There is a broad range of alternatives to FM and FO emerging. Those that can act as a substitute for FO, in particular, generate a lot of interest from the industry. Which one turns out to be most viable is not yet clear, but this will depend on their nutritional values, applicability in diet formulation, available volume and the price. From an environmental point of view, it would be essential to determine if the alternatives truly have less impact compared to FM and FO.

ASC takes a neutral standpoint on the use of GMOs in feed. Current scientific outcomes on possible effects of GMOs, show evidence in favour of and against its use, resulting in an undecided outcome. In addition, both governmental and non-governmental organisations offer no conclusive outcome on the debate. Transparency is built into the ASC standards, which require producers to declare the use of GMO-derived ingredients in their feeds.

Do you think that there are any salmon producers that the rest of the industry can learn from?

I think that any company that has achieved ASC certification for any of its sites has done well, but I’m particularly impressed by the efforts of the Global Salmon Initiative (GSI) members. The initiative still has some hurdles to overcome, but it is successfully countering a lot of criticism on the salmon industry. ASC welcomes the initiative, as it brings a more united voice to the sector, which can provide more than just incidental answers.

It’s a very powerful example that could be used as a blueprint for producers of other species such as shrimp and pangasius – they don’t necessarily need to express a commitment to ASC, but it’s a good way of presenting a united front and collectively address common goals.

Marine Harvest's RAS facility at Lochailort. Image: Rob Fletcher.

Do you think that the target set by the GSI to have all farms ASC certified by 2020 can realistically be achieved?

It’s a possibility, but assessment tends to start with a gentle curve – the first farms put forward are comparatively easy to certify – but the curve gets steeper and the farms towards the end of it are much more of a challenge.

Only two farms are currently ASC certified in Scotland and the low uptake to date is undoubtedly connected to the fact that the production of parr/smolt in freshwater lochs precludes certification. Do you think that the requirement to produce smolt in contained facilities might change at some stage?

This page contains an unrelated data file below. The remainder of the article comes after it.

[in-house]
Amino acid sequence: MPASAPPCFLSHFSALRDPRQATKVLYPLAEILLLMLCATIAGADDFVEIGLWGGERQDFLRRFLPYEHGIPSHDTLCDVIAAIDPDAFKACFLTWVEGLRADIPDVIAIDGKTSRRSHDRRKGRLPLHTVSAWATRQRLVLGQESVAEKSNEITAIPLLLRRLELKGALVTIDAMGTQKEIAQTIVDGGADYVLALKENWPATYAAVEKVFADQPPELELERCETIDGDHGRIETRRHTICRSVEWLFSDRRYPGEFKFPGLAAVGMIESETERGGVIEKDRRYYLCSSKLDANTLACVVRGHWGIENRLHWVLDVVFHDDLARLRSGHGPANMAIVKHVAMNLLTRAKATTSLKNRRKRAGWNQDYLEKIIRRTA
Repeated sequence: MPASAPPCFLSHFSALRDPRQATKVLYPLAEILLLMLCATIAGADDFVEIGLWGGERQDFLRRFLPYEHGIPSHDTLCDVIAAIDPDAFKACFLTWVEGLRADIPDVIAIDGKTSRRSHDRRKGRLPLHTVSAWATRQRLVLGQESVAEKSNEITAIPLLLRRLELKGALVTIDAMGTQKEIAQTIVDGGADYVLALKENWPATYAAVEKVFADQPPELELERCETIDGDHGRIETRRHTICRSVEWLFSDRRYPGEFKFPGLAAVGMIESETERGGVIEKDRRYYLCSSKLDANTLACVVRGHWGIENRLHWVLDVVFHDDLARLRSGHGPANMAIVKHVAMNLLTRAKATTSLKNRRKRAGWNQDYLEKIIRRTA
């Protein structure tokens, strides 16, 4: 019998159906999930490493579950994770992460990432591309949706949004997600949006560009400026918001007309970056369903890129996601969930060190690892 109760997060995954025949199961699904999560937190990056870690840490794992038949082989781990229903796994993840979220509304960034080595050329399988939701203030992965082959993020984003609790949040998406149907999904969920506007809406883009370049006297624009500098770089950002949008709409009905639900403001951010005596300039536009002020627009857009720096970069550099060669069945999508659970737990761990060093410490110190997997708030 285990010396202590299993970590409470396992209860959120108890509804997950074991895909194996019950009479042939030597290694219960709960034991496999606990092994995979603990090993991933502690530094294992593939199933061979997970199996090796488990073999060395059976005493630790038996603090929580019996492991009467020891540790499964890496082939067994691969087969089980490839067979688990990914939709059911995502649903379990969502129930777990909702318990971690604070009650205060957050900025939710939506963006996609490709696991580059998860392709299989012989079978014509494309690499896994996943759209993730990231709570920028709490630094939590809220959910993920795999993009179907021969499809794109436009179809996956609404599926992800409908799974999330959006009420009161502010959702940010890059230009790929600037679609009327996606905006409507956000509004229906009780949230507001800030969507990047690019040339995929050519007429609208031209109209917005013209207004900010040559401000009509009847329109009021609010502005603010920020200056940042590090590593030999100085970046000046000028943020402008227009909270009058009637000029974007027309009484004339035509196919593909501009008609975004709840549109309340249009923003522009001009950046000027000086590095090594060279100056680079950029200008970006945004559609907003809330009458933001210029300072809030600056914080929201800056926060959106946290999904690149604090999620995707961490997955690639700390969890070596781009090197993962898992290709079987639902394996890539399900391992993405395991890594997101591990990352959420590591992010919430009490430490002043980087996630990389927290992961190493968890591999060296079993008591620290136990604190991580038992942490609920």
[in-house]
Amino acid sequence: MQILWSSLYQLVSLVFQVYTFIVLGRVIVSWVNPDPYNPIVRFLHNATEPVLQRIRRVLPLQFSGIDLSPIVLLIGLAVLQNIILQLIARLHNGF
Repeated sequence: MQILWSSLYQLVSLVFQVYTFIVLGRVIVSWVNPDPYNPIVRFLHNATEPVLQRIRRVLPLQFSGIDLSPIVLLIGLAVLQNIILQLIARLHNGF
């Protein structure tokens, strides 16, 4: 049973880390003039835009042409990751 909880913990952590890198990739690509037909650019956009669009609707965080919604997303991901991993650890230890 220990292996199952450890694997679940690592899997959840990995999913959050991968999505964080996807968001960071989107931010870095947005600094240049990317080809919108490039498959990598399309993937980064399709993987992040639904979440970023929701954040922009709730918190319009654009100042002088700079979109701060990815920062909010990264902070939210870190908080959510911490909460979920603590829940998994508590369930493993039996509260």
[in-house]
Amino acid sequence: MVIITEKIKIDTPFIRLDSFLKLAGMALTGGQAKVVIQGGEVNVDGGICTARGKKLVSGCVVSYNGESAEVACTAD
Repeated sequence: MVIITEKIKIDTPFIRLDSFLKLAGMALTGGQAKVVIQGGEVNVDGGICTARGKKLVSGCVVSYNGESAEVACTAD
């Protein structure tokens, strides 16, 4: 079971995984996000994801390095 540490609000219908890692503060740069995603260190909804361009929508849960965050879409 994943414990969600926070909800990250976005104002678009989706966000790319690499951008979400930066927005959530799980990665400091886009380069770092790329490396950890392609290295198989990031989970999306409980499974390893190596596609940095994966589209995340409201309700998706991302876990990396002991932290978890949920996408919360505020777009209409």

Amending this stipulation prior to the publication of Version 2.0 is not part of the current consultation process, but there are ongoing discussions between ASC and Scottish producers about what might be possible in the future. It’s not in our interest to close the door to an entire branch of the industry, but we want to create incentives that promote more responsible practices. In the meantime, the industry in Scotland is increasingly moving towards the use of RASs for juvenile production, which is a way to mitigate on our requirement regarding parr/smolt rearing in freshwater lochs. Obviously, RAS production offers much more benefits besides this.

What impact do you think Version 2.0 will have on the salmon sector in general?

The changes in both FFDR and PTI are good news for the industry – lowering the FFDR is very feasible and producers will welcome more relevant requirements around the use of parasiticides, so overall I don’t see the revisions as making certification out of the reach of the best performing farms. Indeed, the feedback we’ve had so far (since the second round of consultation was launched on December 6th) has been positive from both the industry and NGOs.

How many salmon farms are currently ASC certified?

There are currently 178 certified and an additional 35 under assessment, while salmon make up 36% of the ASC labelled products available worldwide.

Will all ASC certified farms need to be reassessed as soon as the new version is published?

We have a 3-year assessment cycle which includes two surveillance audits followed by a full reassessment. Farms that are already certified to version 1.0 will be assessed to the level of the new standards whenever their next audit or reassessment is due.